SUMMARY

One embodiment of the invention is a dynamic spinal rod. The dynamic spinal rod embodiment includes a shank with a first end configured to be coupled with a first pedicle screw, an opposite second end, and an intermediate section between the first end and the second end. The embodiment also includes a stay configured to be coupled with a second pedicle screw, the stay being slideably coupled along the shank. The dynamic spinal rod may include a casing that is coupled with the intermediate section of the shank and coupled to the stay. The casing of some embodiments is sized to stretch tightly between the shank and the stay and provide a structural connection between the shank and the stay when the stay is near the second end of the shank, and sized to extend loosely between the shank and the stay when the stay is moved closer to the first end of the shank.

Another embodiment of the invention is a system for stabilizing a segment of a spinal column. The system may include a first pedicle screw configured to attach to a spinal column, a second pedicle screw configured to attach to a spinal column, and a dynamic spinal rod. Embodiments of the dynamic spinal rod include a shank with a first end coupled to the first pedicle screw, an opposite second end, and an intermediate section between the first end and the second end. The dynamic spinal rod may also include a stay coupled to the second pedicle screw, the stay being slideably coupled along the shank, and the dynamic spinal rod may include a casing. In some embodiments, the casing is coupled with the intermediate section of the shank and coupled to the stay, the casing being sized to stretch tightly between the shank and the stay and provide a structural connection between the shank and the stay when the stay is near the second end of the shank and sized to extend loosely between the shank and the stay when the stay is moved closer to the first end of the shank.

Yet another embodiment of the invention is a method of stabilizing a spinal column that may include implanting a first screw in a first vertebral body, implanting a second screw in a second vertebral body, coupling between the first screw and the second screw a dynamic spinal rod, and injecting a material between the shank and the stay to dampen contracting movement of the dynamic spinal rod. The dynamic spinal rod may include a shank with a first end coupled to the first pedicle screw, an opposite second end, and an intermediate section between the first end and the second end, and a stay coupled to the second pedicle screw, the stay being slideably coupled along the shank. The dynamic spinal rod may also include a casing coupled with the intermediate section of the shank and coupled to the stay, the casing being sized to stretch tightly between the shank and the stay and provide a structural connection between the shank and the stay when the stay is near the second end of the shank and sized to extend loosely between the shank and the stay when the stay is moved closer to the first end of the shank.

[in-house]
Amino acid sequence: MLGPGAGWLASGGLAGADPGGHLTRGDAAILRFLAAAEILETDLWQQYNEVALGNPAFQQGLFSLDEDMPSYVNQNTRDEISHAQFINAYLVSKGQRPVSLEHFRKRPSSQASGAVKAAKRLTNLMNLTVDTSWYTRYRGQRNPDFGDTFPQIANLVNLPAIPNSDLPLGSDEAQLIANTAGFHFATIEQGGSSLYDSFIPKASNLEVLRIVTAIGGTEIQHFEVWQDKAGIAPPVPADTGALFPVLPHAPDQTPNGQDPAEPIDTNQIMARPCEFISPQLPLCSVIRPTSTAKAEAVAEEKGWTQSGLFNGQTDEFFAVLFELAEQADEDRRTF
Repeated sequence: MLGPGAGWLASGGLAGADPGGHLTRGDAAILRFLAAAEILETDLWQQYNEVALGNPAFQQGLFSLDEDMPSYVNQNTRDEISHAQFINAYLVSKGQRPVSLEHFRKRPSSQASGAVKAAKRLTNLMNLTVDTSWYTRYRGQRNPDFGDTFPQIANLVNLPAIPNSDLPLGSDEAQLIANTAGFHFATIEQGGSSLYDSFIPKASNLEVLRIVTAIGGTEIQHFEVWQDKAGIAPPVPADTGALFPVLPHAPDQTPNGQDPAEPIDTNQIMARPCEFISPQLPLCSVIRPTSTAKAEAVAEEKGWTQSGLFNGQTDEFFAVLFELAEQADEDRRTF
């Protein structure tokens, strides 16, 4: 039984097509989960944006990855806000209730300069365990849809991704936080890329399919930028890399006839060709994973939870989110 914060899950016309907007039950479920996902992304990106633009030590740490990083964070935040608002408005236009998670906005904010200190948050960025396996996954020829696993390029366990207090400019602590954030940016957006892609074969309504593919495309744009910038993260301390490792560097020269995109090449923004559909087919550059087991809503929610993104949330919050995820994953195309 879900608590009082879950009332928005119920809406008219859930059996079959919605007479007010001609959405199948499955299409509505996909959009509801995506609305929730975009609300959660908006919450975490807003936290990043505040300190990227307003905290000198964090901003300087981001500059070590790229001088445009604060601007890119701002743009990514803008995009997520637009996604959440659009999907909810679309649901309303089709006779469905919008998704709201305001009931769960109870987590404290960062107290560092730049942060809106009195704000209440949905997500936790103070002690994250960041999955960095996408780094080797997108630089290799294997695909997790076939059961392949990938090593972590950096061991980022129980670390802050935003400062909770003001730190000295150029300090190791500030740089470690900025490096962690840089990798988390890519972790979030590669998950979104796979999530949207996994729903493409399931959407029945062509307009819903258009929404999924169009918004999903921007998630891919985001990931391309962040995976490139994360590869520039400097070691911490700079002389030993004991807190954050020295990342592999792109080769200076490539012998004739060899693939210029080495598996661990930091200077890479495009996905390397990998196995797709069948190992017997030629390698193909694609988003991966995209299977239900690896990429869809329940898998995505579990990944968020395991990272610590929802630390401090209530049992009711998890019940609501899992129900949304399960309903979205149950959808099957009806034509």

BRIEF DESCRIPTION OF THE DRAWINGS

FIG. 1 is a perspective view of embodiments of a dynamic spinal stabilization system implanted in a portion of a lumbar region of a spine.

FIG. 2 is a perspective view of an embodiment of a dynamic spinal rod.

FIG. 3 is a cross-sectional view of the dynamic spinal rod of FIG. 2.

FIG. 4 is a perspective view of the dynamic spinal rod of FIG. 2 with the dynamic spinal rod in an expanded state.

FIG. 5 is a cross-sectional view of the dynamic spinal rod of FIG. 4.

FIG. 6 is a perspective view of an embodiment of a dynamic spinal rod in a contracted state and viewed from a bottom perspective.

FIG. 7 is a cross-sectional view of the dynamic spinal rod of FIG. 6 with the dynamic spinal rod in an expanded state and additionally showing a material injected into the dynamic spinal rod.

FIG. 8 is a perspective view of stay and casing components of embodiments of the dynamic spinal rod.

FIG. 9 is a perspective view of a portion of a casing as illustrated in FIG. 8.

FIG. 10 is a perspective view of an embodiment of a dynamic spinal rod.

FIG. 11 is a top perspective view of a shank of the dynamic spinal rod illustrated in FIG. 10.

FIG. 12 is a bottom perspective view of a stay of the dynamic spinal rod illustrated in FIG. 10.

FIG. 13 is a perspective view of the dynamic spinal rod shown in FIG. 10 in a mostly contracted state with certain components removed for illustrative purposes.

FIG. 14 is a perspective view of the dynamic spinal rod shown in FIG. 10 in a mostly expanded state with certain components removed for illustrative purposes.

FIG. 15 is a perspective view of a casing of the dynamic spinal rod illustrated in FIG. 10.

FIG. 16 is a perspective view of a bumper of the dynamic spinal rod illustrated in FIG. 10.

FIG. 17 is a perspective view of the stay shown in FIG. 12 with certain components removed for illustrative purposes.

FIG. 18 is a perspective view of the dynamic spinal rod shown in FIG. 10 with certain components removed for illustrative purposes.

FIG. 19 is a perspective view of the dynamic spinal rod shown in FIG. 18 with the distance the shank and stay will slide relative to one another alternate by a variable length adjustment.

FIG. 20 is a perspective view of a variable angle connection mechanism for coupling a stay to a pedicle screw.